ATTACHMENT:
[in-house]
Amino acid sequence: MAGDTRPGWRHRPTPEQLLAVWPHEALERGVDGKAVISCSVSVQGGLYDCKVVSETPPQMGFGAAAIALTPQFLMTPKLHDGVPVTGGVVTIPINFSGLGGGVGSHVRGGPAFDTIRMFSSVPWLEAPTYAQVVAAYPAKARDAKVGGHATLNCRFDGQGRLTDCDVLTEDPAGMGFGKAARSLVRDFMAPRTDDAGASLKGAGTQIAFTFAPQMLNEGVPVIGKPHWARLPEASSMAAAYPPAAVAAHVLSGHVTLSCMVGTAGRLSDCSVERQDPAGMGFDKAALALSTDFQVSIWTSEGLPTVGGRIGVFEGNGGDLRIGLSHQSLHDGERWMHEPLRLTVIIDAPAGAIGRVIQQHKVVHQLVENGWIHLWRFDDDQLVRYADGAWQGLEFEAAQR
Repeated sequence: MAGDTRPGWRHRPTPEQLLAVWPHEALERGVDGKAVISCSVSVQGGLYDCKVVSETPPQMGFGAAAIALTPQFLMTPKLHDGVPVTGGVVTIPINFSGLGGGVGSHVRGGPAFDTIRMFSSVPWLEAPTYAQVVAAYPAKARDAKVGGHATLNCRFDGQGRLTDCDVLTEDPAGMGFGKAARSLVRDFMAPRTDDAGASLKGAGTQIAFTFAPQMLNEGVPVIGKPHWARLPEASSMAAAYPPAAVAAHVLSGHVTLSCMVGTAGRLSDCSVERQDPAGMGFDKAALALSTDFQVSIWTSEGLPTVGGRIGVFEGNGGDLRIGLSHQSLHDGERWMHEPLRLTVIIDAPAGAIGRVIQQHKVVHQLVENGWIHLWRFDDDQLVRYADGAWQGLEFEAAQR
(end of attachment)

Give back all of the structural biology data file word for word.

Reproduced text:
[in-house]
Amino acid sequence: MAGDTRPGWRHRPTPEQLLAVWPHEALERGVDGKAVISCSVSVQGGLYDCKVVSETPPQMGFGAAAIALTPQFLMTPKLHDGVPVTGGVVTIPINFSGLGGGVGSHVRGGPAFDTIRMFSSVPWLEAPTYAQVVAAYPAKARDAKVGGHATLNCRFDGQGRLTDCDVLTEDPAGMGFGKAARSLVRDFMAPRTDDAGASLKGAGTQIAFTFAPQMLNEGVPVIGKPHWARLPEASSMAAAYPPAAVAAHVLSGHVTLSCMVGTAGRLSDCSVERQDPAGMGFDKAALALSTDFQVSIWTSEGLPTVGGRIGVFEGNGGDLRIGLSHQSLHDGERWMHEPLRLTVIIDAPAGAIGRVIQQHKVVHQLVENGWIHLWRFDDDQLVRYADGAWQGLEFEAAQR
Repeated sequence: MAGDTRPGWRHRPTPEQLLAVWPHEALERGVDGKAVISCSVSVQGGLYDCKVVSETPPQMGFGAAAIALTPQFLMTPKLHDGVPVTGGVVTIPINFSGLGGGVGSHVRGGPAFDTIRMFSSVPWLEAPTYAQVVAAYPAKARDAKVGGHATLNCRFDGQGRLTDCDVLTEDPAGMGFGKAARSLVRDFMAPRTDDAGASLKGAGTQIAFTFAPQMLNEGVPVIGKPHWARLPEASSMAAAYPPAAVAAHVLSGHVTLSCMVGTAGRLSDCSVERQDPAGMGFDKAALALSTDFQVSIWTSEGLPTVGGRIGVFEGNGGDLRIGLSHQSLHDGERWMHEPLRLTVIIDAPAGAIGRVIQQHKVVHQLVENGWIHLWRFDDDQLVRYADGAWQGLEFEAAQR